Philippians 1:3–6 – Partnership in the Gospel

Making church we are better to get our hands dirty trying to build something up instead of waiting until shall happen. Every day we should work as hard as we can to forward the message, warning people the end is near, as if it could come tomorrow.

Like the apostle Paul was confident we do not have to be afraid professing or to affirm openly the truth and trying to build communities where people come together in friendship and love for each-other and for the Word of God. Better to have some unfinished work at the time of Jesus return instead of nothing being done. When we do take Jesus as the cornerstone of the Church of God we shall not have to fear human people nor the one who shall judge those who did not the work they should have done, because they thought faith and salvation did not need any works.

To remember:
  • Reason for his thanksgiving is the church’s “partnership” (κοινωνία) in the Gospel.
  • close participation
  • The Philippian church participated in Paul’s ministry by sending him financial support via Epaphroditus
  • Paul is absolutely confident that God will finish the good work he began.
  • When > church also participates in God’s grace.
  • God will bring their work to completion
  • God himself is the builder and he cannot fail.


  • Who was Epaphroditus in the Bible? (
    Epaphroditus played a key role in biblical history, even if his name is not immediately recognizable. He is mentioned by name twice in the book of Philippians, one of Paul’s Prison Epistles. Epaphroditus is the one who delivered the original manuscript of Philippians to its original recipients, the church in Philippi.
    Epaphroditus faithfully delivered the gift from his home church and then went above and beyond the call of duty. In his fervor to serve the Lord by serving Paul, Epaphroditus became seriously ill and, in fact, almost died. God graciously granted Epaphroditus health, and Paul sent his friend back home with the newly penned book of Philippians.
    Epaphroditus was a man of obvious devotion, faithfulness, and self-sacrifice. He put “the interests of others” before himself and so modeled the mind of Christ (Philippians 2:4–5). He labored on Paul’s behalf until his own health broke, and, even when he was sick, Epaphroditus took no thought of himself; rather, he was distressed because his church had heard of his illness, and he didn’t want them to worry.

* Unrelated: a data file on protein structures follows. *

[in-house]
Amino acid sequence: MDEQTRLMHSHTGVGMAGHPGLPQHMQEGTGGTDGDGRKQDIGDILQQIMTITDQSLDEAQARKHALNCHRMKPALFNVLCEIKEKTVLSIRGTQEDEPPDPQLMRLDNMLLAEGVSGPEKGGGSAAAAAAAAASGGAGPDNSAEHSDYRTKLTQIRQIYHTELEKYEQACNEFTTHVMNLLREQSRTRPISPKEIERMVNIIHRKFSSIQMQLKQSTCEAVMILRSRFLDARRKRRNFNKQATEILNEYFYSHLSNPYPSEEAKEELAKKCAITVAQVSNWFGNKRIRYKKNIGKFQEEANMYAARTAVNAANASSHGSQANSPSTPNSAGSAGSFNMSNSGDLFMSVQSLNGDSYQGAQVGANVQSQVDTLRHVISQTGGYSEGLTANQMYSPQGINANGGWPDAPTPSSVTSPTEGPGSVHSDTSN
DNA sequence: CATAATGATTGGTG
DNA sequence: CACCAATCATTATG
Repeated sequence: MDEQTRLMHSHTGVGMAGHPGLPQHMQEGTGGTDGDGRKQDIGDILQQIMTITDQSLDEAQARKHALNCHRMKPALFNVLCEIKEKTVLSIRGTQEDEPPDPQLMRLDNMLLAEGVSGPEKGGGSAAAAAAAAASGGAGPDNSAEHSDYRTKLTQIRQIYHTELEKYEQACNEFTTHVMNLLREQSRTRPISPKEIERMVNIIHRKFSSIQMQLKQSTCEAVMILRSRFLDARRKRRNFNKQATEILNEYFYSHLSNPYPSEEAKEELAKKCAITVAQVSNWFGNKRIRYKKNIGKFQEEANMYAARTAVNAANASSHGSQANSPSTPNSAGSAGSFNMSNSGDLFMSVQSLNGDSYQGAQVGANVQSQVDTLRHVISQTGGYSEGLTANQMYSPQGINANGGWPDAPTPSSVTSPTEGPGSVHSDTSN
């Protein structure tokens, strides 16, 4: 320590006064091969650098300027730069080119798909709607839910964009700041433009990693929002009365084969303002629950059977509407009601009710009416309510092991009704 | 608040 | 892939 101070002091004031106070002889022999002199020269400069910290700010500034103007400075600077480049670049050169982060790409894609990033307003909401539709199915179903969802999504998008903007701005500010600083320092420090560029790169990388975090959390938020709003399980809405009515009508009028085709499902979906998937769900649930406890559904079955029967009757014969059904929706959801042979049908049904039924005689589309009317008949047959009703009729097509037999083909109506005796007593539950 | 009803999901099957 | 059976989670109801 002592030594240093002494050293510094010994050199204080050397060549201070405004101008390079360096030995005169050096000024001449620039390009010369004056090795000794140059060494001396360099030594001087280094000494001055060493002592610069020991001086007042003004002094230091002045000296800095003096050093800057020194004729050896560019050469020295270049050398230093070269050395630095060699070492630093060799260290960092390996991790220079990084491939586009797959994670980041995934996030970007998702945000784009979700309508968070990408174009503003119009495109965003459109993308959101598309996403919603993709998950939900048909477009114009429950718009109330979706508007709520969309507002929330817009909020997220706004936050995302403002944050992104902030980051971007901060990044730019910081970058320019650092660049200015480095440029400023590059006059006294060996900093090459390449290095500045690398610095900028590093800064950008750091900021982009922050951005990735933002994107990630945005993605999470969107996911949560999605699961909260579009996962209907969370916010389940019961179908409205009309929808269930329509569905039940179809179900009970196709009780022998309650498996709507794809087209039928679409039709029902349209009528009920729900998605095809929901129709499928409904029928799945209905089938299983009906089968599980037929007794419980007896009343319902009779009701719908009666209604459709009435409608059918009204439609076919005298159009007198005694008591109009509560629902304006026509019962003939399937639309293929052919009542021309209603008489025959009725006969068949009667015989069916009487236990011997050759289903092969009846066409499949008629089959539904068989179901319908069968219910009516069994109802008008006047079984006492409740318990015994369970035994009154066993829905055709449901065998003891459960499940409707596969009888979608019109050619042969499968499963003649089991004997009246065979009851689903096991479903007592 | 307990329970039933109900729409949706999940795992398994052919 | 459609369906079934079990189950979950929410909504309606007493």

• Philippians 2 (
    he longs for all of you and is distressed because you heard he was ill.
  • Philippians 2 – Have This In Mind (
    In the first chapter of this letter, Paul wrote to them about some brethren who (in light of his imprisonment) were preaching the gospel out of envy, rivalry, and selfish ambition. Now he urges the Philippian brethren to do nothing from selfish ambition, but to “count others more significant than yourselves.”
  • Love another Christian just because of the fellowship of the gospel (
    It sounds like Christians are supposed to band together in common purpose in order to complete a quest. They are not supposed to just be hanging out to pass the time. There is planning. There is cooperation. There is danger. There is achievement. There is adventure. I think that he loves the church in Philippi because they have entered into this fellowship of the gospel with him.
  • Comparing Paul’s Epistles to Augustine’s Letters (
    The question is not “Was Paul ‘in Christ’ while persecuting the church?” nor ”Were there people ‘in Christ’ before Paul?” but “Did Paul receive his gospel from those who were ‘in Christ’ before him?”
    Other than the pastoral letters (clearly not authentic) and Philemon, Paul’s epistles were addressed to entire churches, usually ones that he had founded. Augustine, on the other hand, was usually writing to a smaller audience, frequently a single (historical) individual whose correspondence to Augustine is sometimes also extant. We have, of course, no existing correspondence addressed to Paul.